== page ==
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P&S Journal

P&S Journal: Fall 1995, Vol.15, No.3
P&S Students Mentor Neighborhood Children


Derek Mattimoe, student coordinator for the New York State Mentoring Program at P&S, and fourth grader Roy Rosa fill out questionnaires that will help them get to know each other better.
Imagine spending your childhood with only your imagination letting you soar beyond the boundaries of your neighborhood. That's the experience of many children who grow up in Washington Heights, unable to take advantage of opportunities that exist outside their community. But thanks to the New York State Mentoring Program, 10 fourth-grade students can count on 10 P&S students to help them realize their potential.

The New York State Mentoring Program was started in the early 1990s by New York's former first lady, Matilda Cuomo. P&S became involved in Fall 1994. Ivy Fairchild, director of public affairs at P&S, recruited 10 volunteers from Columbia's Health Sciences Division, who were paired with fourth graders at P.S. 128.

Each student/mentor pair was matched according to common interests, giving each set a foundation upon which to build a friendship. The program was designed for the pairs to stay together for one school year, with the hopes that they would stay in touch after the year ended. The mentors met with their students twice a month after school, spending about two hours together each visit. These sessions usually included some one-on-one time for the students and mentors to get to know each other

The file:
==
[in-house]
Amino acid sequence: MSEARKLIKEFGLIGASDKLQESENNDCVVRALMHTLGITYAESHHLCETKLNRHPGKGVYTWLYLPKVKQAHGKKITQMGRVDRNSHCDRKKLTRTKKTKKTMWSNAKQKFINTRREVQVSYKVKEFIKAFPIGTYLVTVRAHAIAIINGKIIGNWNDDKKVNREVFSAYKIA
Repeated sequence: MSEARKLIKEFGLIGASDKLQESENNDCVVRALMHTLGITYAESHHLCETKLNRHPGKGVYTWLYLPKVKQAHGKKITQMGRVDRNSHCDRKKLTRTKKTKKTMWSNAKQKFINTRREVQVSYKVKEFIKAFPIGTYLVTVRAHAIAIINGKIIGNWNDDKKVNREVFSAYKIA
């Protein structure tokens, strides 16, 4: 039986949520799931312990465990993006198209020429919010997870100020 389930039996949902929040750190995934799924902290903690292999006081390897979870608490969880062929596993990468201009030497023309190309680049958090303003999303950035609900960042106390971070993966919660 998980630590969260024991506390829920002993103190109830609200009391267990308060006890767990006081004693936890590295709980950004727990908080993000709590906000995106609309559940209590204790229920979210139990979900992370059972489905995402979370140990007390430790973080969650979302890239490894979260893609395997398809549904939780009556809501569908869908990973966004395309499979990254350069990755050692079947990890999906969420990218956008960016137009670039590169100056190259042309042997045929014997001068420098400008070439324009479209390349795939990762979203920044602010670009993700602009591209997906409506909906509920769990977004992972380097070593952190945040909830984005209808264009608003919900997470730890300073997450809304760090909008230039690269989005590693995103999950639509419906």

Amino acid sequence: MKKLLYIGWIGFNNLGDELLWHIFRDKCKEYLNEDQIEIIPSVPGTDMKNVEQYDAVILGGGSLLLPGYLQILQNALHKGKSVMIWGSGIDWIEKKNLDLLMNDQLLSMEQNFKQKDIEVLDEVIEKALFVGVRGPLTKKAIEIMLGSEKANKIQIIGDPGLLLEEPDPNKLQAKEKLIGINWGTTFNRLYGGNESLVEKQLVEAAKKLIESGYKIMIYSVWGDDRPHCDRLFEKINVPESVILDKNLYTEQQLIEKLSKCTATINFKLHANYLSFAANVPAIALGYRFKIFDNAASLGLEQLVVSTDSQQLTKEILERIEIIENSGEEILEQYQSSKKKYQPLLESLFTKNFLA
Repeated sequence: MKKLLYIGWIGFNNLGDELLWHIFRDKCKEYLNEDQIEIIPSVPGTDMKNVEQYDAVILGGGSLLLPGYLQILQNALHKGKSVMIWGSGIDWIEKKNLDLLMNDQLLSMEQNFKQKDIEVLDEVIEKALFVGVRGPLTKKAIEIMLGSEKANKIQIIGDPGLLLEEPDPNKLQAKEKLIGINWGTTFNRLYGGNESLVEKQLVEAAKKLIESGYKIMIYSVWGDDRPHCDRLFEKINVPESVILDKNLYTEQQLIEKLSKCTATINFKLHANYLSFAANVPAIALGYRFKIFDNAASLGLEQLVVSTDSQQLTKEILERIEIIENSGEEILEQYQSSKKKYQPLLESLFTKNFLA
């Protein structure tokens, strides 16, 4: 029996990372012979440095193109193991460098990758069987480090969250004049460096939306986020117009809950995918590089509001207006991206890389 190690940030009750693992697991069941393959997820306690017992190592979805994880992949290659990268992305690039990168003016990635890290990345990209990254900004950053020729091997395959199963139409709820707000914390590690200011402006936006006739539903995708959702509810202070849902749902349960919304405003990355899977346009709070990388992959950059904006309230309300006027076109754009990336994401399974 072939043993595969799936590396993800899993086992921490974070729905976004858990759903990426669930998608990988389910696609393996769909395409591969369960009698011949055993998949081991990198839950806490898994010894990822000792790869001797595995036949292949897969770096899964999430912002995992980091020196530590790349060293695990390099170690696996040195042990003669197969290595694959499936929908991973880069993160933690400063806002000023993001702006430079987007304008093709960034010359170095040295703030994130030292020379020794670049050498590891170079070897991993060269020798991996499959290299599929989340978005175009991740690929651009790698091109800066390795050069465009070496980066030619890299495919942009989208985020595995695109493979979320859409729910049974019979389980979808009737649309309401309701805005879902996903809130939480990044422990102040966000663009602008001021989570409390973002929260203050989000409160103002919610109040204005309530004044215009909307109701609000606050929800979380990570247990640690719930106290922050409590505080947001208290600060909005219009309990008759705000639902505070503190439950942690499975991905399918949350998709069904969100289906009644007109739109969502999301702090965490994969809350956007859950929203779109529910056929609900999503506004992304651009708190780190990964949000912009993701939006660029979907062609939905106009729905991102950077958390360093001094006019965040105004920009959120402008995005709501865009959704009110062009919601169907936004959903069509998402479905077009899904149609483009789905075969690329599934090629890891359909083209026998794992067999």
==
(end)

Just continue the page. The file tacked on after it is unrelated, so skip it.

better, as well as some time for group activities or field trips.

Derek Mattimoe'97, student coordinator for the program, says the students perceived their mentors as friends rather than disciplinary figures. Since the meetings took place in the elementary school, much of the mentoring focused on tutoring. Some of the mentors asked the students' families for permission to meet outside of the scheduled meetings. Mr. Mattimoe and his fiancée took his student, Roy, ice skating last winter.

Mr. Mattimoe says both the students and the mentors learned from each other, especially in understanding cultural differences. Most of the children in the program are Catholic, so this past spring Beth Armitage, mentor in the M.D.-Ph.D. program, planned a Passover/Easter meeting during which she explained how her family celebrates Passover and the significance of the Jewish holiday and one of the elementary students shared the details of her family's Easter celebration. The group also painted Easter eggs and ate matzo in celebration of both holidays. Throughout the program, the elementary students (the majority of whom are Dominican) helped the P&S students reach a better understanding of Hispanic culture.

The number of students who wanted mentors far outnumbered the volunteers, so teachers at the Washington Heights elementary school had to choose the 10 students who ultimately participated. For the most part, students with better grades were picked, Mr. Mattimoe says, but he would like to see students in greater need be given the chance to participate.

"This is a critical time for us to develop relationships with these kids. Only after we develop a bond will we be fully able to help these kids with choosing their futures." Mr. Mattimoe plans to stay in touch with Roy and help out when it's time for him to tackle some of life's challenges, such as decisions about college and a career.

Since former governor and Mrs. Cuomo left the state capitol earlier this year, Mrs. Cuomo has continued mentoring, but her focus has shifted to homeless families. As far as the New York State Mentoring Program at P&S is concerned, Ms. Fairchild says, "We don't know what's going to happen next year."


copyright ©, Columbia-Presbyterian Medical Center

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